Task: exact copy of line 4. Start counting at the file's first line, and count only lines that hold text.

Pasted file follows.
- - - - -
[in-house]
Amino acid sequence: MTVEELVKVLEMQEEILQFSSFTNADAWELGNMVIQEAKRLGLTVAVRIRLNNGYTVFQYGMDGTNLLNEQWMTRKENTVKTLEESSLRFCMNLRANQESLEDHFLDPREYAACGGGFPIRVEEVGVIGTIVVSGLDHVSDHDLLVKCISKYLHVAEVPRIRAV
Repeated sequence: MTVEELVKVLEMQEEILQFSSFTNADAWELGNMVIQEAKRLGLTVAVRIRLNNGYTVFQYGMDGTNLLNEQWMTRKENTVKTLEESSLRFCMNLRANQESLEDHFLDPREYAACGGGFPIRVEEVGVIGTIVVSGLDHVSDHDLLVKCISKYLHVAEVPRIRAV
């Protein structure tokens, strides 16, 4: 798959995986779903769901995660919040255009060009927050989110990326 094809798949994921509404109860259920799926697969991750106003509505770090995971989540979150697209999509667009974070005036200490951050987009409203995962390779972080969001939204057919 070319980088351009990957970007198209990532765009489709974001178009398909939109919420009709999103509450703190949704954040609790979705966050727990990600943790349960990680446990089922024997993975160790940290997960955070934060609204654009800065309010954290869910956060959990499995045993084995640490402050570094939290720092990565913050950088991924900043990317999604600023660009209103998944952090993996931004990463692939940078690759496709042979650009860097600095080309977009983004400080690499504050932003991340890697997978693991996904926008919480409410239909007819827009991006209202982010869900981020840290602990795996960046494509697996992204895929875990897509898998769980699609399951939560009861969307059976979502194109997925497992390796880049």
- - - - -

């Protein structure tokens, strides 16, 4: 798959995986779903769901995660919040255009060009927050989110990326 094809798949994921509404109860259920799926697969991750106003509505770090995971989540979150697209999509667009974070005036200490951050987009409203995962390779972080969001939204057919 070319980088351009990957970007198209990532765009489709974001178009398909939109919420009709999103509450703190949704954040609790979705966050727990990600943790349960990680446990089922024997993975160790940290997960955070934060609204654009800065309010954290869910956060959990499995045993084995640490402050570094939290720092990565913050950088991924900043990317999604600023660009209103998944952090993996931004990463692939940078690759496709042979650009860097600095080309977009983004400080690499504050932003991340890697997978693991996904926008919480409410239909007819827009991006209202982010869900981020840290602990795996960046494509697996992204895929875990897509898998769980699609399951939560009861969307059976979502194109997925497992390796880049």